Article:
1996 vs. 1995
Net sales rose $307 million. The gain reflects volume growth, led by carbonated soft drink products, and higher effective net pricing.
BCS increased 4%, with solid increases in Brand Pepsi and the Mountain Dew brand. Non-carbonated soft drink products, led by Aquafina bottled water and Hawaiian Punch fountain syrup, grew at a double-digit rate. Our concentrate shipments to franchisees grew at a slightly faster rate than their BCS growth.
Operating profit increased $174 million. The growth reflects the volume gains, lower product costs and the higher effective net pricing. A&M expenses grew significantly faster than sales, primarily due to the Pepsi Stuff promotion. S&D expenses grew at the same rate as sales and volume. Profit growth was aided by lapping charges taken in 1995, primarily for losses on supply contracts, take-or-pay co-packing penalties and a write down of excess co-packing assets. A 1996 gain on the sale of an investment in a bottling cooperative and a 1996 settlement with a supplier for purchases made in prior years also helped profit growth.
Benefits of approximately $130 million related to the 1992 U.S. restructuring were achieved in 1996 due to the centralization of purchasing and improved administrative and business processes. All benefits from the restructuring will be reinvested in the business.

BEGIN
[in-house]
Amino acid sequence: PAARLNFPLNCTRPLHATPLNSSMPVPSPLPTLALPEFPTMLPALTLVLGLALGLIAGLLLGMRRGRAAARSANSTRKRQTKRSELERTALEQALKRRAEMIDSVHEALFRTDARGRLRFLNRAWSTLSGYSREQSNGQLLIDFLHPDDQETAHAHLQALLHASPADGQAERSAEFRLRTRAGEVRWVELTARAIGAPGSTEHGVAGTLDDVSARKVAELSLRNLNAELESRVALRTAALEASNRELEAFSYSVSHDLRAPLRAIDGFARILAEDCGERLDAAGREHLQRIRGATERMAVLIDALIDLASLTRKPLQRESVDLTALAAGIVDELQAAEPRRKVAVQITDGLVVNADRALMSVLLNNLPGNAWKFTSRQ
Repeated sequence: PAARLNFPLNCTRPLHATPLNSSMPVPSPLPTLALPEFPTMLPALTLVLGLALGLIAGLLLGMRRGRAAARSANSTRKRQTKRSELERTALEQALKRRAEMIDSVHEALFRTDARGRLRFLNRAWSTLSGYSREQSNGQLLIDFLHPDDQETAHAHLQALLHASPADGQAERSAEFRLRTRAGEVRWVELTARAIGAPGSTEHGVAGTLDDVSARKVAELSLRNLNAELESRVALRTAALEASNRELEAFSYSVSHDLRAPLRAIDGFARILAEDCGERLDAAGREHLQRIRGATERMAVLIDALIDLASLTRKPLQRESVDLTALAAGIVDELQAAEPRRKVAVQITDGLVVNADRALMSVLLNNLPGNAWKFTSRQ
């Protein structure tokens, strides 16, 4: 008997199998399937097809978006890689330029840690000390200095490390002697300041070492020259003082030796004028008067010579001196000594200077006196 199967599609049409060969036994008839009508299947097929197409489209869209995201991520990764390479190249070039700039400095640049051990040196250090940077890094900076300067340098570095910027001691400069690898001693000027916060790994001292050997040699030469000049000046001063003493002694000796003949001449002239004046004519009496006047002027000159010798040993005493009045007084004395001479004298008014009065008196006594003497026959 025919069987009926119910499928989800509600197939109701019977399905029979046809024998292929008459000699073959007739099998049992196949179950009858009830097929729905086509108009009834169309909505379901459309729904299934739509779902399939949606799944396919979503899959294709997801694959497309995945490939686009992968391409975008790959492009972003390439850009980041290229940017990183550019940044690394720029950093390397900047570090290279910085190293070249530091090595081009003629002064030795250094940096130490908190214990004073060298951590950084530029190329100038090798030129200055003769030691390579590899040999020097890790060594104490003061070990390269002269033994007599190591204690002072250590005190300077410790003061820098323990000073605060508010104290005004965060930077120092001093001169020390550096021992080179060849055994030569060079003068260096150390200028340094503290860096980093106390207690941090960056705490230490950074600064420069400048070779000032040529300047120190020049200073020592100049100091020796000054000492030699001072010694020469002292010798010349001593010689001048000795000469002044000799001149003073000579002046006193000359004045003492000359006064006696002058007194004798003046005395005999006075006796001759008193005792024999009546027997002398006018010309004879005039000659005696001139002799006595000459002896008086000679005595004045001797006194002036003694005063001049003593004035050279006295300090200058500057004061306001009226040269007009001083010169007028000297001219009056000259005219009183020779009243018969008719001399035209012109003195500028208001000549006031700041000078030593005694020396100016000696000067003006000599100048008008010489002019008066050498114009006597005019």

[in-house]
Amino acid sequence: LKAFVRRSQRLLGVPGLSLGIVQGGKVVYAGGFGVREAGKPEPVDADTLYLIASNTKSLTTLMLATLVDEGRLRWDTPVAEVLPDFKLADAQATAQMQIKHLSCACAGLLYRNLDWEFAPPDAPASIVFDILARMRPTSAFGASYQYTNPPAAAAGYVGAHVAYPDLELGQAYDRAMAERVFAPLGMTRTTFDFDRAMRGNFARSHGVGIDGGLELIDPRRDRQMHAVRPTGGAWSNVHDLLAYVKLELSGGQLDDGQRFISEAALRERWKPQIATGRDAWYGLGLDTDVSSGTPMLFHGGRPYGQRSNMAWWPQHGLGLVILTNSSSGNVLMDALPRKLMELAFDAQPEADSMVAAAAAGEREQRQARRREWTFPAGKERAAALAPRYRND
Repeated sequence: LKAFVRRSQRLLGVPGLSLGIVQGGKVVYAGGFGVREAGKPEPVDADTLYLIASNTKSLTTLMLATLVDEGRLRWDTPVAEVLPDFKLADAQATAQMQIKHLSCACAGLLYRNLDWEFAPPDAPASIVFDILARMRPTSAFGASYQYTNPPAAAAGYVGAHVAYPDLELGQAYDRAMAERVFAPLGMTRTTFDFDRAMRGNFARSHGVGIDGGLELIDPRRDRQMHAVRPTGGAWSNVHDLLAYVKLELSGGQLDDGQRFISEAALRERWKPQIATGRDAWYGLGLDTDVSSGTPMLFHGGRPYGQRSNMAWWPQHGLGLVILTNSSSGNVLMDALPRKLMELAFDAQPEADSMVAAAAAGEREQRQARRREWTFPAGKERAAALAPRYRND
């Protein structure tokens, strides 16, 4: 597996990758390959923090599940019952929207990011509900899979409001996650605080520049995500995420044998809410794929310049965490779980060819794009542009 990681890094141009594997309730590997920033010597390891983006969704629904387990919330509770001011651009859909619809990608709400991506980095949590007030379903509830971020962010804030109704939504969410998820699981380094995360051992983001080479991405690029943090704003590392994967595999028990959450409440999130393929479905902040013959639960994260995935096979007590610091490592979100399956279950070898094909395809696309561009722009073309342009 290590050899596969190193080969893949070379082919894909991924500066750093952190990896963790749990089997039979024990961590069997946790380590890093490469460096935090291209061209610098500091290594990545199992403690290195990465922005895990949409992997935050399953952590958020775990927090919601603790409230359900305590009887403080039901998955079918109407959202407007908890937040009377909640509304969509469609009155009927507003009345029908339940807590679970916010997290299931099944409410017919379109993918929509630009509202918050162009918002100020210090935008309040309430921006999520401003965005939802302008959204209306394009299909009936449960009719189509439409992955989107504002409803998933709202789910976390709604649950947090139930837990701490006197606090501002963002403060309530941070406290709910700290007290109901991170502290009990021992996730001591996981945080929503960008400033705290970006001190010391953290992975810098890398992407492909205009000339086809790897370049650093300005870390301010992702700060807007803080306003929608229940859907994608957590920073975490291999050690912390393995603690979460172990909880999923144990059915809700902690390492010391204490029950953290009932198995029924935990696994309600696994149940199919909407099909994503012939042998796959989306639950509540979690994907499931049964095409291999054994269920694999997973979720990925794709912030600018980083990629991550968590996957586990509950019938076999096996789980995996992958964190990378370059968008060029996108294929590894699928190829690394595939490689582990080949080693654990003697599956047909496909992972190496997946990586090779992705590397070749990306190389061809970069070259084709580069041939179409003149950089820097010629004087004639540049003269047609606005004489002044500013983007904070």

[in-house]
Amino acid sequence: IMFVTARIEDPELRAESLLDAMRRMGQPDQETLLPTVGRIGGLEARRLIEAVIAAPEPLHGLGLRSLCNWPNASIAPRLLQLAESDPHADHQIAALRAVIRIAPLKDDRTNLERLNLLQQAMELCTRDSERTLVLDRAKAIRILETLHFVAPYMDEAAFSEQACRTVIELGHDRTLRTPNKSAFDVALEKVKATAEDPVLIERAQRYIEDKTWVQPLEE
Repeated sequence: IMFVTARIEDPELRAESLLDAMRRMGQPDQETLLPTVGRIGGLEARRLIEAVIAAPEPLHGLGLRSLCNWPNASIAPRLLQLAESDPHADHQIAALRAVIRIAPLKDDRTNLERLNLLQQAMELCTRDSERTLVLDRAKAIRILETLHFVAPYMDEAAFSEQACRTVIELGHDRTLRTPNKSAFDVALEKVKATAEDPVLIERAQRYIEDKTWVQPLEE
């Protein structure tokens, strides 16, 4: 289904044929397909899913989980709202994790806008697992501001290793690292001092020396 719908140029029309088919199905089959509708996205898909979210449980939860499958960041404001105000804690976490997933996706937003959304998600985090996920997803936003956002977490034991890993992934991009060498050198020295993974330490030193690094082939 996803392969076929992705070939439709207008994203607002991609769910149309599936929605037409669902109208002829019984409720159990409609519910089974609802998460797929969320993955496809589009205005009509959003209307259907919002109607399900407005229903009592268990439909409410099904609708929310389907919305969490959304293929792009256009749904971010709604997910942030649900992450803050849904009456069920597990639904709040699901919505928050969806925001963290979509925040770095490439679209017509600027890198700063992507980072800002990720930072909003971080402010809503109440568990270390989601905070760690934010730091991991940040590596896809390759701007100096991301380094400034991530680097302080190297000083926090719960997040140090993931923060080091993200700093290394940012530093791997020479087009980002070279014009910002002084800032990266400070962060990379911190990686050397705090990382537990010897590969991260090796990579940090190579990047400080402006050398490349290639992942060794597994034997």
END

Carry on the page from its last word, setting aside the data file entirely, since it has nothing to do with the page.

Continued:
In 1996 we began to implement a new strategy to focus on building our core business in markets in which we are already strong and in certain emerging markets. Decisions were made accordingly to dispose of certain businesses and to restructure operations, resulting in unusual impairment and restructuring charges. Liabilities associated with the restructuring charge were expected to be paid by the end of 1997 and the restructuring was expected to generate about $50 million in savings in 1997 and about $80 million a year thereafter.
Net sales declined $187 million, primarily due to unfavorable currency translation impacts and lower volume. The volume decline reflects lower concentrate shipments to franchisees, partially offset by higher packaged product sales to retailers.
BCS decreased 2%. Excluding the impact of the unexpected loss of our Venezuelan bottler, BCS declined 1%. A single-digit decline in Latin America was partially offset by strong double-digit growth in China and India. Our concentrate shipments to franchisees declined at a significantly faster rate than their BCS decline.
Reported operating results declined $958 million. Ongoing operating results declined $382 million. The decline reflects broad-based increases in A&M, higher-than-normal expenses from fourth quarter balance sheet adjustments and actions, increased net losses from our unconsolidated affiliates and a decline in volume. The increased net losses from our unconsolidated affiliates were driven by our equity share of BAESA’s operating losses.